Overview of Anvil

Purdue University will soon be the home of Anvil, a powerful new supercomputer that will provide advanced computing capabilities to support a wide range of computational and data-intensive research spanning from traditional high-performance computing to modern artificial intelligence applications.

Anvil, which is funded by a $10 million award from the National Science Foundation, will significantly increase the capacity available to the NSF's Extreme Science and Engineering Discovery Environment (XSEDE), which serves tens of thousands of researchers across the U.S., and in which Purdue has been a partner for the past nine years. Anvil will enter production in 2021 and will serve researchers for five years. Additional funding from the NSF will support Anvil's operations and user support.

The name "Anvil" reflects the Purdue Boilermakers' strength and workmanlike focus on producing results, and the Anvil supercomputer will enable important discoveries across many different areas of science and engineering. Anvil also will serve as an experiential learning laboratory for students to gain real-world experience using computing for their science, and for student interns to work with the Anvil team for construction and operation. We will be training the research computing practitioners of the future. Learn more about Anvil's mission in the Anvil press release.

Anvil will be built in partnership with Dell and AMD and will consist of 1,000 nodes with two 64-core AMD Epyc "Milan" processors each, and will deliver over 1 billion CPU core hours to XSEDE each year, with a peak performance of 5.3 petaflops. Anvil's nodes will be interconnected with 100 Gbps Mellanox HDR InfiniBand. The supercomputer ecosystem also will include 32 large memory nodes, each with 1 TB of RAM, and 16 nodes each with four NVIDIA A100 Tensor Core GPUs providing 1.5 PF of single-precision performance to support machine learning and artificial intelligence applications.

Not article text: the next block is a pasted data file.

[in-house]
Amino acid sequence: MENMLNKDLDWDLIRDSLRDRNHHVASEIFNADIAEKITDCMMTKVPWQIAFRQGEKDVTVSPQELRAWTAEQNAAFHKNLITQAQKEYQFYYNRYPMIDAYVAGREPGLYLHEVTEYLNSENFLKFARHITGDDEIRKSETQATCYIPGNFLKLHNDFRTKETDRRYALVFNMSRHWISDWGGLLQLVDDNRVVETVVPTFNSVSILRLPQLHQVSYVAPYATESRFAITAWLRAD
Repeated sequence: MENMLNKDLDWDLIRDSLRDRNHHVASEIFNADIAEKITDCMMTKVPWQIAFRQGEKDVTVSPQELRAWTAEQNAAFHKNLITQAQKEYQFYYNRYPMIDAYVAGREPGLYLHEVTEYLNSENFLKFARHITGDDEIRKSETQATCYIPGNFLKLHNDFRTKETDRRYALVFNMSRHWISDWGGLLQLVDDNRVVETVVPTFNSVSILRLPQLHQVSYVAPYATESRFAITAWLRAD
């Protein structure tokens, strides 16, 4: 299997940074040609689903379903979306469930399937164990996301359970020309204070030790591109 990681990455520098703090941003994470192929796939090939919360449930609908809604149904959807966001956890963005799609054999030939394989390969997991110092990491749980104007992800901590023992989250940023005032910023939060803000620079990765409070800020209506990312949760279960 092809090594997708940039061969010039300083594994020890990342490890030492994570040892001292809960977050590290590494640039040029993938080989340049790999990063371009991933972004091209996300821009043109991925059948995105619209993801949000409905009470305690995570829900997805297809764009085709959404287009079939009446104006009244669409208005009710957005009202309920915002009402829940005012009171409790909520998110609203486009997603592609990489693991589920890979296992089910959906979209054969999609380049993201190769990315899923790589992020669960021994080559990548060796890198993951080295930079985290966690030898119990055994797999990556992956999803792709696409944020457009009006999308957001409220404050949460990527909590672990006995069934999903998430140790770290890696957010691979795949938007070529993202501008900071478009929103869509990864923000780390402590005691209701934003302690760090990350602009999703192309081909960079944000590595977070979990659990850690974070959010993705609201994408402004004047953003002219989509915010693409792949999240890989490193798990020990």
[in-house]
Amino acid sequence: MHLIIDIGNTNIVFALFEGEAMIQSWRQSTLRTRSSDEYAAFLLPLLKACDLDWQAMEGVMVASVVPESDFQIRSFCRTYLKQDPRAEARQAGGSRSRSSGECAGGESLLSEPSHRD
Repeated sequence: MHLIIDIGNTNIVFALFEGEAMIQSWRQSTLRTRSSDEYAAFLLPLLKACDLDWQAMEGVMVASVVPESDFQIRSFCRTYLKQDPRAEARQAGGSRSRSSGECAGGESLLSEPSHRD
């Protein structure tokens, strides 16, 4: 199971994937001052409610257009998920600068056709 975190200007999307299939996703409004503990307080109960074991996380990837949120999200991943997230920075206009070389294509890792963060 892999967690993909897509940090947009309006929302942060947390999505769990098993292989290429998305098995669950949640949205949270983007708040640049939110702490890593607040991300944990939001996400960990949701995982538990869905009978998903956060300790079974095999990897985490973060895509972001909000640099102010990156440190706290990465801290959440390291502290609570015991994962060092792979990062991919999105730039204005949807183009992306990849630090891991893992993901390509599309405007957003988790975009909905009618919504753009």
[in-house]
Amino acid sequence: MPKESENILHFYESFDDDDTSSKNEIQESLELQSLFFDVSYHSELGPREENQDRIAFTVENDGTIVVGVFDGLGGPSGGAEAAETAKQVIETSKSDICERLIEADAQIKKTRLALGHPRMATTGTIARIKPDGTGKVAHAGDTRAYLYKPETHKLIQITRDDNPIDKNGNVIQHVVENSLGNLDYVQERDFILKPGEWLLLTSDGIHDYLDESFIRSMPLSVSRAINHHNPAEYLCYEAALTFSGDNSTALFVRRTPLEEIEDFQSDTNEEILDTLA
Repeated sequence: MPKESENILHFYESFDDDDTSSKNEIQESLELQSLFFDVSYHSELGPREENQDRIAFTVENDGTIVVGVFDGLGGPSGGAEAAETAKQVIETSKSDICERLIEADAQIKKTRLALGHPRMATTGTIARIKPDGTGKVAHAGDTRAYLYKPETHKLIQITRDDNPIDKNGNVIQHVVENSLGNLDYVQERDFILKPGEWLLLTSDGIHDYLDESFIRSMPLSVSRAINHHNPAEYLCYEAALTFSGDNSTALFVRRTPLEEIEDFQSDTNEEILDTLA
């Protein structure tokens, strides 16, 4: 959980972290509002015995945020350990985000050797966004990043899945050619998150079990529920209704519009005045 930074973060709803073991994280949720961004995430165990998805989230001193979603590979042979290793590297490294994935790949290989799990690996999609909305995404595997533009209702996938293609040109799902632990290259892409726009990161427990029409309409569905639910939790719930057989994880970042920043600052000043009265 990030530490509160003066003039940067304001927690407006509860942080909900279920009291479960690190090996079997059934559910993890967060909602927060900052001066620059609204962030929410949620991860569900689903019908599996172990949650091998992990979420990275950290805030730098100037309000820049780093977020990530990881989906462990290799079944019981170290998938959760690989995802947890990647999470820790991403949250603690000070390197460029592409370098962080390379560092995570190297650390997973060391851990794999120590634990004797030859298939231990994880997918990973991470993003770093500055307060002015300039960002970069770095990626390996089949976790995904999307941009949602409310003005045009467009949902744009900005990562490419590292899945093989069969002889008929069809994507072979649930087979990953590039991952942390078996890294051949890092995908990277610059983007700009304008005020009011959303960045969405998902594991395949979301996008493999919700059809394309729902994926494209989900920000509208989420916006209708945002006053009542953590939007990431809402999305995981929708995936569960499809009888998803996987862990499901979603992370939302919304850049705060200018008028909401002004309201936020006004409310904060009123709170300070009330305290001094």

Anvil is funded under NSF award number 2005632. Carol Song is the principal investigator and project director. Preston Smith, executive director of Research Computing, Xiao Zhu, computational scientist and senior research scientist, and Rajesh Kalyanam, data scientist, software engineer, and research scientist, are all co-PIs on the project.

Anvil Specifications

All Anvil nodes will have 128 processor cores, 256 GB to 1 TB of RAM, and 100 Gbps Infiniband interconnects.

Anvil Front-Ends
Front-Ends Number of Nodes Processors per Node Cores per Node Memory per Node Retires in
4 Two Milan CPUs @ 2.0GHz 128 256 GB 2026
Anvil Sub-Clusters
Sub-Cluster Number of Nodes Processors per Node Cores per Node Memory per Node Retires in
A 1,000 Two Milan CPUs @ 2.0GHz 128 256 GB 2026
B 32 Two Milan CPUs @ 2.0GHz 128 1 TB 2026
C 16 Two Milan CPUs @ 2.0GHz + Four NVIDIA A100 GPUs 128 256 GB 2026

Anvil nodes will run CentOS 8 and use Slurm (Simple Linux Utility for Resource Management) as the batch scheduler for resource and job management. The application of operating system patches will occur as security needs dictate. All nodes will allow for unlimited stack usage, as well as unlimited core dump size (though disk space and server quotas may still be a limiting factor).